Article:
Ishmael’s response was bolstered by a realization.
“In the midst of persecution, I learn to accept that they are not persecuting me as a person but they are persecuting the Christ that I believe in,” he said.
“I realized that we can never share Jesus if we don’t have love to the people. If our heart is not full of , we cannot be able to share Him.”
Ishmael’s relationship with God changed from practice to reality, and he was grateful for the times Christ would join him in his misery as his captors attempted to force him back to his Muslim roots.
“I have tasted Christ, and Christ is more sweeter and best than anything I could ever think. There’s no choice. It is never a choice for me to deny Christ.
“Even when I’m in prison, the walls of the prison is not a barrier between me and God.”
So the jailers did the only thing they could think of. They beat him more, tortured him more, and Ishmael leaned on God to love even more.
“My perpetrators were harming me, but they’re doing good to me. They are breaking my body. They are breaking my soul. I feel completely like worthless but God put this together. God put me together. He puts a new mind in my mind. He puts a new heart in my heart. I am totally transformed.
“Many times when I look back, I say, ‘Thank you God for allowing persecution to come through my life.’”
Persecution is promised, but it is not without promise, even in Sudan where talking about Jesus can land you in jail.
“But what do we do in jail? We share the Gospel with those who are in jail,” said Bishop Patrick, a Sudanese man who was raised in a Christian home. “In some few minutes, we teach them how to sing, ‘I Have Decided to Follow Jesus.’”
Evangelizing doesn’t go over well with the jailers. In Ishmael’s case, he was thrown into solitary because every prisoner he shared a cell with came to know Jesus. In Patrick’s case, the holy ruckus of prisoners worshiping inspired the guards to release him with a slap on the wrist. Don’t talk about Jesus again, they’d warn.
But Patrick cannot be quiet. His heart is too full, his life too changed by the love of Christ. That transforming love is also what softened his response when militants bulldozed the church he pastors. Young Christians wanted to respond with force, but Patrick reminded them to leave the battle in the Lord’s hands. The church, without its typical meeting spot, split up into three homes and today there are more church plants. As a result, more Sudanese are worshiping the risen Christ.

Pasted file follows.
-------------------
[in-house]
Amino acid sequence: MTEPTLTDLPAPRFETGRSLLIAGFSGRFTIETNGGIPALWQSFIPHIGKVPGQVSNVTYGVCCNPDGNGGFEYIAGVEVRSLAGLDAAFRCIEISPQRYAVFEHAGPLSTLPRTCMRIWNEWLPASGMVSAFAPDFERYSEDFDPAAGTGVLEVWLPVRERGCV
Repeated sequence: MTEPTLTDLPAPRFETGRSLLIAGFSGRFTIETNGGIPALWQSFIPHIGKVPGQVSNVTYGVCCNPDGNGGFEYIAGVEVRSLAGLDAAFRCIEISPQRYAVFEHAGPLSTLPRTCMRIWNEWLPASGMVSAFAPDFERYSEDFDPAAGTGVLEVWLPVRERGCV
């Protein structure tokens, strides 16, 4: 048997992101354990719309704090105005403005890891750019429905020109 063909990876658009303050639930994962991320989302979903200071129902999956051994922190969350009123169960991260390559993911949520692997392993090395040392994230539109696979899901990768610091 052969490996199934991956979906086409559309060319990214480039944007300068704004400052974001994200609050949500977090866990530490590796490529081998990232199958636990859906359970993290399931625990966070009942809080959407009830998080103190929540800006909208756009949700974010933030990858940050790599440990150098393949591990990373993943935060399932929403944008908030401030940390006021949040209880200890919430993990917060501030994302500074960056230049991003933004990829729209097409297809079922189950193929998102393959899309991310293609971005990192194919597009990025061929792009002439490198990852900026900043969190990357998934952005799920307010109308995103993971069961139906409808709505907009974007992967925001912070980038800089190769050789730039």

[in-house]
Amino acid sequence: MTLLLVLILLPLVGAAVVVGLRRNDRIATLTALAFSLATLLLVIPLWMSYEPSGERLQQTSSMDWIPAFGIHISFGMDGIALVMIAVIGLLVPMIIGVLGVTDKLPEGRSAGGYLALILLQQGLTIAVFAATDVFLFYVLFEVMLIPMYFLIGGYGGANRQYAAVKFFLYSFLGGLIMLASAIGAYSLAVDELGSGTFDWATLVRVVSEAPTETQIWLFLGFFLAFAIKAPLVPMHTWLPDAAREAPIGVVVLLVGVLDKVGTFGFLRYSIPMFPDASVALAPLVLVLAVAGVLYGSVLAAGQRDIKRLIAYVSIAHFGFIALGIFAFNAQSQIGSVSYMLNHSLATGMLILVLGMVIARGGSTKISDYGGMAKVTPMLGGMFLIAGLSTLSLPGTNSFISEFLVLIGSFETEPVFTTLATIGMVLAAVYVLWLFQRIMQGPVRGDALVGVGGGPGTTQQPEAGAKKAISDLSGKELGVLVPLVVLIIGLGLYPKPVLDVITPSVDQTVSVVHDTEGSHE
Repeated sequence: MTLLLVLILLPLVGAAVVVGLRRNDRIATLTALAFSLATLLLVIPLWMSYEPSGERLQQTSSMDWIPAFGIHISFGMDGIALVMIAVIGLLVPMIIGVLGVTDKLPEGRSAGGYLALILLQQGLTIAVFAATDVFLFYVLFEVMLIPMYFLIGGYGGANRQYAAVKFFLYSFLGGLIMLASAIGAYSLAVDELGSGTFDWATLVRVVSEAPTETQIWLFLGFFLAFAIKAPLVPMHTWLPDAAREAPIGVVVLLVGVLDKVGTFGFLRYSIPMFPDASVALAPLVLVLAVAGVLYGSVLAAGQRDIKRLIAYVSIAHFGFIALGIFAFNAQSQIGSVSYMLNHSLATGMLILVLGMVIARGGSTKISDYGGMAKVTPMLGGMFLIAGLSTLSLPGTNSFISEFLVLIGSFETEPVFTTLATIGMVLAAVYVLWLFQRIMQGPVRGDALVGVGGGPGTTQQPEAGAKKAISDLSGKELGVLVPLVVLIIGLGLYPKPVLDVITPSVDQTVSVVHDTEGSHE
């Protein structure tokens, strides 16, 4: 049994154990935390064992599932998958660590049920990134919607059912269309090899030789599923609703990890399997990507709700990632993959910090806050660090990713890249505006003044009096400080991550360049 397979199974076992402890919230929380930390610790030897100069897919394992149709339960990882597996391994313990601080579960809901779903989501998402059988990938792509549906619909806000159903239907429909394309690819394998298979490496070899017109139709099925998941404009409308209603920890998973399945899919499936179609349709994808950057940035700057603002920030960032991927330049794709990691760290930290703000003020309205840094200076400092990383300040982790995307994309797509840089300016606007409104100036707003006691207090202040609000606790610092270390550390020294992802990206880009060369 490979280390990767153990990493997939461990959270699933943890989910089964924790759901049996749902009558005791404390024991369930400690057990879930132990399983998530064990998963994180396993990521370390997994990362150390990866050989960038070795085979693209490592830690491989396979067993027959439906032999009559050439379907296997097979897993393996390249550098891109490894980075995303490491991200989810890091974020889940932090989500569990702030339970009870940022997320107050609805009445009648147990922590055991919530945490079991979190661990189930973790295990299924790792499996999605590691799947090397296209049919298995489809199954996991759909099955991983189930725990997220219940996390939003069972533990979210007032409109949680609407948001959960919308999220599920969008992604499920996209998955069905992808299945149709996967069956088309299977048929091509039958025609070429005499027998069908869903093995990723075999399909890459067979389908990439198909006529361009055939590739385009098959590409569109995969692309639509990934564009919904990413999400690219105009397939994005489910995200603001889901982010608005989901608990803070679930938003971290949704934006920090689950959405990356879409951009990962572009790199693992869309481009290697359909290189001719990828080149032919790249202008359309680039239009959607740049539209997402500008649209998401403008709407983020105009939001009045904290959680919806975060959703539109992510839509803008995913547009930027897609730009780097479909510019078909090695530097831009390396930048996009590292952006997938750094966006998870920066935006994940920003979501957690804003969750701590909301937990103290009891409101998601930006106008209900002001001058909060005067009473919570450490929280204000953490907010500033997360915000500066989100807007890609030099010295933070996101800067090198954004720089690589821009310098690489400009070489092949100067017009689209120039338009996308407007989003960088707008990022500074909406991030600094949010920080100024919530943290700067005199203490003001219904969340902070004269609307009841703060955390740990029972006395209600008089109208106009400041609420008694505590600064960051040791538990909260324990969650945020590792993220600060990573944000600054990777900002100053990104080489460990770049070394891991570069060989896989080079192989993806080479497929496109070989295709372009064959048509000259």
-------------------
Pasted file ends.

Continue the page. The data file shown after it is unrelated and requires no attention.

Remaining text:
The love of Jesus is invigorating, and thirsty souls can’t refrain from wanting to know more, even in the harshest, most dangerous climate. School children are taught Islamic principals at an early age, and it’s the only religion the government embraces. in this environment can be a life and death proposition.
“Whether they kill us or they don’t kill us, there’s one thing God calls us for,” Patrick said. “It’s to bring this message of hope to the entire nation of South Sudan.
“Sometimes we say, ‘God, why are You allowing us to be born in our country, Sudan. Why?’ We ask this question to God, but God keeps telling us, there’s a purpose for you to be in that country and the purpose is not to run away from those who are giving you a hard time, but is to love them and to continue to love them.”
That’s in season or out of season, Patrick added, referring to .
Patrick said he has told the Lord before, “God, You have called us and You have given us the Gospel. We’ll preach this Gospel. If we die, we die, but we know one thing, Sudanese must receive Christ. They must know the Gospel no matter how much it’s gonna cost us, no matter how painful it is, but there is one thing—the Gospel must be preached in season and out of season.”
The BGEA video media services team contributed to this story.
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Hundreds are meeting in Washington, D.C., to advocate change for persecuted Christians. .